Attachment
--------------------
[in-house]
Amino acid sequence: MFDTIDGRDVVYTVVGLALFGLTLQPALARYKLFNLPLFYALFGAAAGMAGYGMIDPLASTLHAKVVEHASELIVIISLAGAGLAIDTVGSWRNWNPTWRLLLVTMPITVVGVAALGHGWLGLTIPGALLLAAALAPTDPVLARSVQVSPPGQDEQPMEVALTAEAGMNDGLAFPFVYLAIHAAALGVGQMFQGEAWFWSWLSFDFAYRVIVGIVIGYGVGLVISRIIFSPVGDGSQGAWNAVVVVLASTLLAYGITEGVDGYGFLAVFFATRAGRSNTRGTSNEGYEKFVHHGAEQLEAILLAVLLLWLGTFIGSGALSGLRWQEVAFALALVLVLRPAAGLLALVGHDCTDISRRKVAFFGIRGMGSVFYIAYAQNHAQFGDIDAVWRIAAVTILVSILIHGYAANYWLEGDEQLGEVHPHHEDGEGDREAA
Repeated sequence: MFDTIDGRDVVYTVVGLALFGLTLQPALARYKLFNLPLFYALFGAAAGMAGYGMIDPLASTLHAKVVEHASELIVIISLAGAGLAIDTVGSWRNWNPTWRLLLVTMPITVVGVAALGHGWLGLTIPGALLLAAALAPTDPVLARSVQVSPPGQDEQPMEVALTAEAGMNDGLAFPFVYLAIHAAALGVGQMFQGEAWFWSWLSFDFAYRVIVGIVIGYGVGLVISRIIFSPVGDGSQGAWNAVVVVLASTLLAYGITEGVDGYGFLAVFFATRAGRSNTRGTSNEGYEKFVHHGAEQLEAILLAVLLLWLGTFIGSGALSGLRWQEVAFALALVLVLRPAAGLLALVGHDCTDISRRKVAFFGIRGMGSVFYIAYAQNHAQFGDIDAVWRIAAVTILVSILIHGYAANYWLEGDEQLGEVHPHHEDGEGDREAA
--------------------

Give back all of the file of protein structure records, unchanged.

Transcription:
[in-house]
Amino acid sequence: MFDTIDGRDVVYTVVGLALFGLTLQPALARYKLFNLPLFYALFGAAAGMAGYGMIDPLASTLHAKVVEHASELIVIISLAGAGLAIDTVGSWRNWNPTWRLLLVTMPITVVGVAALGHGWLGLTIPGALLLAAALAPTDPVLARSVQVSPPGQDEQPMEVALTAEAGMNDGLAFPFVYLAIHAAALGVGQMFQGEAWFWSWLSFDFAYRVIVGIVIGYGVGLVISRIIFSPVGDGSQGAWNAVVVVLASTLLAYGITEGVDGYGFLAVFFATRAGRSNTRGTSNEGYEKFVHHGAEQLEAILLAVLLLWLGTFIGSGALSGLRWQEVAFALALVLVLRPAAGLLALVGHDCTDISRRKVAFFGIRGMGSVFYIAYAQNHAQFGDIDAVWRIAAVTILVSILIHGYAANYWLEGDEQLGEVHPHHEDGEGDREAA
Repeated sequence: MFDTIDGRDVVYTVVGLALFGLTLQPALARYKLFNLPLFYALFGAAAGMAGYGMIDPLASTLHAKVVEHASELIVIISLAGAGLAIDTVGSWRNWNPTWRLLLVTMPITVVGVAALGHGWLGLTIPGALLLAAALAPTDPVLARSVQVSPPGQDEQPMEVALTAEAGMNDGLAFPFVYLAIHAAALGVGQMFQGEAWFWSWLSFDFAYRVIVGIVIGYGVGLVISRIIFSPVGDGSQGAWNAVVVVLASTLLAYGITEGVDGYGFLAVFFATRAGRSNTRGTSNEGYEKFVHHGAEQLEAILLAVLLLWLGTFIGSGALSGLRWQEVAFALALVLVLRPAAGLLALVGHDCTDISRRKVAFFGIRGMGSVFYIAYAQNHAQFGDIDAVWRIAAVTILVSILIHGYAANYWLEGDEQLGEVHPHHEDGEGDREAA